Over the past year, video ad startup LiveRail has seen its share of the ad market increase and has seen revenues grow 300 percent year-over-year. It’s on pace for a $100 million run-rate in the fourth quarter, as the company gets ready for a possible IPO in the second half of 2014.
Founded in 2008, LiveRail has steadily been introducing publishers to the joys of real-time bidding, using technology and algorithms to match publisher inventory with the highest bidder for their content. On the advertiser side, it allows brands and agencies to better target audiences in real-time, driving up the value of the ads.
With the market for programmatic ad buying expanding, the mostly quiet San Francisco-based startup is hoping to get the word out about its growth. One of the reasons LiveRail is now making revenue numbers public is that it would like to differentiate itself from some other video ad companies which IPO’d this year. Both Tremor Video and YuMe became publicly traded over the summer, but neither one has had tremendous success since then.
While YuMe’s shares have recovered somewhat since it announced its third-quarter results, it’s still down from the $9.00 listing price of its IPO. Tremor, meanwhile, has fared much worse: Its third-quarter numbers sent the company’s stock price down nearly 50 percent in November.
For LiveRail, being on pace for $100 million in revenues puts it almost on par with those who have gone before it. YuMe is expecting full year revenue to be in a range of $154.5 million and $157.5 million, while Tremor’s full-year guidance is for between $125 million and $126 million.
But it expects to grow more quickly than each of those competitors. In 2014 it’s forecasting another 200 percent growth due to a couple of factors. On the one hand, it’s signed a number of major new accounts over the past year, so it has a lot of momentum going into 2014. On the other hand, the company is seeing accelerating demand for programmatic video ad buying.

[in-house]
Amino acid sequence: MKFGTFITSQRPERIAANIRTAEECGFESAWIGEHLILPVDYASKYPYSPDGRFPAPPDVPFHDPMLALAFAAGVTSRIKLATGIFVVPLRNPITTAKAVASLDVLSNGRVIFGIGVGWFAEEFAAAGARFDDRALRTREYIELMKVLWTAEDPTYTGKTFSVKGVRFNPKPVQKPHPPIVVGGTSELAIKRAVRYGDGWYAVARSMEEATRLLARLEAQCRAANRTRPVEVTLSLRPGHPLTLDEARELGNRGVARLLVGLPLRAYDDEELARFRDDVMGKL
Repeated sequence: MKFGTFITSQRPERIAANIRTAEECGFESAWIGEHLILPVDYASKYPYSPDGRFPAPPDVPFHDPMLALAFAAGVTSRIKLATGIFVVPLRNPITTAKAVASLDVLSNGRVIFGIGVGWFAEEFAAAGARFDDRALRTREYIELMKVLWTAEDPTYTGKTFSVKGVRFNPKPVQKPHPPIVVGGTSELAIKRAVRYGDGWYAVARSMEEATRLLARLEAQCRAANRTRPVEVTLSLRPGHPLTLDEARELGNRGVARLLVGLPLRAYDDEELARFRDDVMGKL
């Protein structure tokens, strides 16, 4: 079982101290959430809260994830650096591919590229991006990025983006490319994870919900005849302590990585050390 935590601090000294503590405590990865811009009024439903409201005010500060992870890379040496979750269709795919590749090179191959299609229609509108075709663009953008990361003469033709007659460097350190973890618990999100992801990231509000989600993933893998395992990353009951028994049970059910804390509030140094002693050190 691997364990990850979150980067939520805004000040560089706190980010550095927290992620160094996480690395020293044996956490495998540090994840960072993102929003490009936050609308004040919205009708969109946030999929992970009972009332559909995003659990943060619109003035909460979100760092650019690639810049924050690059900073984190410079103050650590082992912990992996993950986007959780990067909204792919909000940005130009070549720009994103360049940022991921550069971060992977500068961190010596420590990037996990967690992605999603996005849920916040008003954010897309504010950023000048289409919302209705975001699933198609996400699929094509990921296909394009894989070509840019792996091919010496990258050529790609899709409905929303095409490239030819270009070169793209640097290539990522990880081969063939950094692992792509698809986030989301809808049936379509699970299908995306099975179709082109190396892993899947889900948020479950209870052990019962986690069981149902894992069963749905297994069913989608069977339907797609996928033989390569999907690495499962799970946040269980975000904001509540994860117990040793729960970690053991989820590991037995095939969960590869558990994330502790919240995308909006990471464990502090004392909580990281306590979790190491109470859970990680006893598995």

Broadcasters that it’s signed up recently include A&E Mobile, CBS Local, Fox News, Condé Nast, Demand Media, Real Networks, Univision, BET, Advance Digital, Maker Studios, Scripps, and Terra Networks. That’s on top of existing clients such as MLB.com, CBS Interactive, and PBS.
At the same time, customers are also getting more comfortable with its technology and make more inventory available for programmatic ad buying. It serves up about 5 billion ad impressions a month, and about 71 percent of its revenue today is transacted through real-time bidding, the company says.
The next step, according to LiveRail co-founder and CEO Mark Trefgarne, is to hire a CFO. The company is in the process of searching for someone to fill that role right now, and is targeting the second half of 2014 to go public.
When and if it does, its investors are probably in for a decent pay day. The company has only raised $12 million since being founded, and is already profitable. Its main investor is UK-based Pond Ventures, which invested in LiveRail pre-revenue.
Not only is it betting on continued momentum, but it’s expanded its workforce to meet demand. That includes the opening of its first full-time sales office in Europe, and growing from a headcount of 60 at the beginning of the year to 120 employees worldwide today.
The short-term vision is to serve up all online ads, but in the long term, LiveRail believes there’s a bigger opportunity to break into the traditional TV ad business.
“We fundamentally believe that if you fast-forward 10 years, it’s difficult to imagine a world where the vast majority of viewing isn’t done via IP,” Trefgarne said. “We think there’s a world coming where programmatic TV represents 80 percent of TV viewing.”